Both the Anderson University men’s and women’s soccer teams won the National Soccer Coaches Association of America (NSCAA) Team Ethics and Sportsmanship Award for the 2012 season. This is the second year in a row both teams have won the award, and the fourth year in total for the men, a record among NCAA Div. III men’s teams.
To achieve the award, according to the NSCAA website, a team may not have received any red cards at any time during the season. The NSCAA provides three levels of the award: gold, silver, and bronze. The men’s team received the bronze award for having fewer than 10 yellow cards and zero red cards. The women’s team won the silver award for having two yellow cards and zero red cards.
“To go through the entire season with a men’s team and get less than 10 yellow cards and zero red cards is absolutely amazing,” said Men’s Soccer Coach Scott Fridley. “It is a tribute to the leadership of the team and to the team members themselves, who are able to stay in control and keep their heads in the heat of battle. The team has to show a lot of self-control and restraint when dealing with other teams.”
Fridley encourages team captains Brad Rusche and Reid Martin to set an example for the team. “Rusche and Martin’s leadership has been a big part of why we win these awards. Attitude reflects leadership,” said Fridley.
Rusche is a junior majoring in entrepreneurship. He has been on the team since his freshman year. Rusche recognizes the positive player/coach relationship that is necessary to win this award. “Every practice we spend time discussing the importance of playing with character,” said Rusche. “Coach Fridley is not only coach, but a father figure to the team.”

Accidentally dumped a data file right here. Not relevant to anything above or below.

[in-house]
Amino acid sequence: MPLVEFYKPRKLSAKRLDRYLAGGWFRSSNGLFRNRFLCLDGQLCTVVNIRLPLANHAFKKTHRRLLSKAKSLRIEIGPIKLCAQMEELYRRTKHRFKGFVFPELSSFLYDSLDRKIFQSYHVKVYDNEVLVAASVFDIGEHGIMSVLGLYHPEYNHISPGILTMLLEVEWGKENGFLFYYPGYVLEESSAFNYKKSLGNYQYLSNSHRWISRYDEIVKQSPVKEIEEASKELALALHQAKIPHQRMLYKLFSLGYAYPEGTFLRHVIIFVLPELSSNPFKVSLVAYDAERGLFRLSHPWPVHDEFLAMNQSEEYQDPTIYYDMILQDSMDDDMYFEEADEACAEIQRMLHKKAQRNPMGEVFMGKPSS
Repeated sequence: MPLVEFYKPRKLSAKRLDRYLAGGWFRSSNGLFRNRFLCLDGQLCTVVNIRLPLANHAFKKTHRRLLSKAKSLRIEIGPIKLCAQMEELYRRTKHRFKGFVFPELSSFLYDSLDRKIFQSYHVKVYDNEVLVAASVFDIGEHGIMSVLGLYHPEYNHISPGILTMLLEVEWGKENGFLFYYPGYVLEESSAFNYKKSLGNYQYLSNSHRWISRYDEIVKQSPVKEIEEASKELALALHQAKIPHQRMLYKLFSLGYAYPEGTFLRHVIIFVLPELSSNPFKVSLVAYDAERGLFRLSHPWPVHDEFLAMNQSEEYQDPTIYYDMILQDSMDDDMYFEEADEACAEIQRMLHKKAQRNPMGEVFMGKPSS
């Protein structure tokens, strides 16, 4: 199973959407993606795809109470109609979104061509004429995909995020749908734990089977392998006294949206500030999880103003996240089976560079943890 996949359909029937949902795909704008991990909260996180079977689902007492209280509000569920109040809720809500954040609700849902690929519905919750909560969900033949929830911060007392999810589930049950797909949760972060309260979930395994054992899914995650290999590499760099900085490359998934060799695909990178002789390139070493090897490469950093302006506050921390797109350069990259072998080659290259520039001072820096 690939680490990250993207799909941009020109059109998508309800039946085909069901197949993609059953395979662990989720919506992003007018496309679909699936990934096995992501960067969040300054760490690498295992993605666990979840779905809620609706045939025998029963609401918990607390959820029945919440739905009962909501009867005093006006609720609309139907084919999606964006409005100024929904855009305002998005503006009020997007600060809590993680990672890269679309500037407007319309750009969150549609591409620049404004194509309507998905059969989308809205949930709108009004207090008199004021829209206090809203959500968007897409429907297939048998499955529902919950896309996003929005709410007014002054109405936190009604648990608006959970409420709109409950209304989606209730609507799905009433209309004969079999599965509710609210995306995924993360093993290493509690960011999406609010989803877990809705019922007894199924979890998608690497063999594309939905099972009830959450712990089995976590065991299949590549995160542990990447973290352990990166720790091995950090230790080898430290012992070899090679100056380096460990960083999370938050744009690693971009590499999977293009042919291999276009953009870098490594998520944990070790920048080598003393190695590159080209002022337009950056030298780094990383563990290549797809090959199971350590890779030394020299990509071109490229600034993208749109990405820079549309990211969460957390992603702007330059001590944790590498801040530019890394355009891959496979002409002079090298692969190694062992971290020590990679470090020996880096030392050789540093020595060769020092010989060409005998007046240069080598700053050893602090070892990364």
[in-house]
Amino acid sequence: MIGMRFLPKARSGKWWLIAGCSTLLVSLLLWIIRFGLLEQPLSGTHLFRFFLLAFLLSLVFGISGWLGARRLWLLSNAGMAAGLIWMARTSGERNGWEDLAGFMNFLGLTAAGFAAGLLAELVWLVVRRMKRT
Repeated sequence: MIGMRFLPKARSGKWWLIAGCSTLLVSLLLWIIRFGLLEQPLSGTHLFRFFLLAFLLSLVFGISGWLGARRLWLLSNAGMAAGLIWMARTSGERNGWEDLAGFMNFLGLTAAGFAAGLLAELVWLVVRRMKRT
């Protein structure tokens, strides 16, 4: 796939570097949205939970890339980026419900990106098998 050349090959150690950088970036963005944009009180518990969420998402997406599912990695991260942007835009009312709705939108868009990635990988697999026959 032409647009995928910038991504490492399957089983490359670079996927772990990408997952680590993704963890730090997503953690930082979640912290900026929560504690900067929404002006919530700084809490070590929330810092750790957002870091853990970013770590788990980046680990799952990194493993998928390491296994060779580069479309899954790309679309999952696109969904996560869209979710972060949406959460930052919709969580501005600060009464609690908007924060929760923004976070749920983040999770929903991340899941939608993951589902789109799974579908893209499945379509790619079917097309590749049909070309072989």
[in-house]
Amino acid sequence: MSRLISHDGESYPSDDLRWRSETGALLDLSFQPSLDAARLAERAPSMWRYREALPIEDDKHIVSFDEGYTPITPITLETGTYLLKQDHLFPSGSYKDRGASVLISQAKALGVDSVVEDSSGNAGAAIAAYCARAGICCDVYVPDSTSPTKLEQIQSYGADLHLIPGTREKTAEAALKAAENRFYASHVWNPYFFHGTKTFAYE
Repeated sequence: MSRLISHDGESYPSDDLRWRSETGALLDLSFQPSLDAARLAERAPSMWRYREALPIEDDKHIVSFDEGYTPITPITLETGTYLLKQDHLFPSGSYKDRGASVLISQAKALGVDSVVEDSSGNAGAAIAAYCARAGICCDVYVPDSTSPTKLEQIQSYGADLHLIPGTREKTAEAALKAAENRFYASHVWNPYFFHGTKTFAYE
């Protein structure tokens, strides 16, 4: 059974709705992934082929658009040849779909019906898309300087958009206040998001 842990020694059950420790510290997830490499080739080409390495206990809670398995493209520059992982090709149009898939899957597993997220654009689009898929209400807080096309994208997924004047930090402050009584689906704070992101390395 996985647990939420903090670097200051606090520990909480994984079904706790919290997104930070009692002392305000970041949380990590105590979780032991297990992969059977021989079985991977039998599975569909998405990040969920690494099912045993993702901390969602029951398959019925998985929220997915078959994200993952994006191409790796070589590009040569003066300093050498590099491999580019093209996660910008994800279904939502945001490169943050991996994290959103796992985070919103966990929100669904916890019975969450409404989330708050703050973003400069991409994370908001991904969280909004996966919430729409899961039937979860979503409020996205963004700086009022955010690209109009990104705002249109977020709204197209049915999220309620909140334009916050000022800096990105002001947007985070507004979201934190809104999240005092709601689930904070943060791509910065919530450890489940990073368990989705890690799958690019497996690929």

Photo: The 2012 Anderson University Men's Soccer Team]
Women's Soccer Coach Jennifer Myhre also stresses the importance of setting a good example among her players. “As a team, we focus on playing the game with class and sportsmanship, representing ourselves and AU in a positive manner. We want to keep true to the game itself and not use outside means to try and get ahead,” said Myhre. “We stress the importance of leading by example and making sure that we are walking the talk. It's a great group of women who support and encourage each other and who do not allow the heat of the game to get to them.”
Wynne O’Neal, sophomore athletic training major and AU women’s soccer team captain, had nothing but good things to say about the team. “Everyone on our team had great attitudes throughout the entire season. We were respectful to other teams, as well as ourselves,” said O’Neal.
Photo: The 2012 Anderson University Women's Soccer Team]
The AU men’s and women’s soccer teams have set the bar for future seasons. “I am thankful to be able to impact lives, to see the team grow both on and off the field, and to come together as a family. I am blessed to be able to share my passion of soccer and be part of a program where we all love the game,” said Myhre. “The program is more than the game itself. We talk about playing the game we love, with the girls we love, for a God we love.”
— Tiffany Vega is a 2013 graduate of Anderson University, majoring in communication arts and minoring in marketing. Vega is an associate with Fifth Street Communications®, writing on behalf of the Anderson University Office of University Communications. The NSCAA logo is used by permission of the National Soccer Coaches Association of America.
Anderson University is a private Christian university of about 2,600 undergraduate and graduate students in central Indiana. Anderson University continues to be recognized as one of America's top colleges by U.S. News and World Report, The Princeton Review, and Forbes. Established in 1917 by the Church of God, Anderson University offers more than 65 undergraduate majors and graduate programs in business, music, nursing, and theology.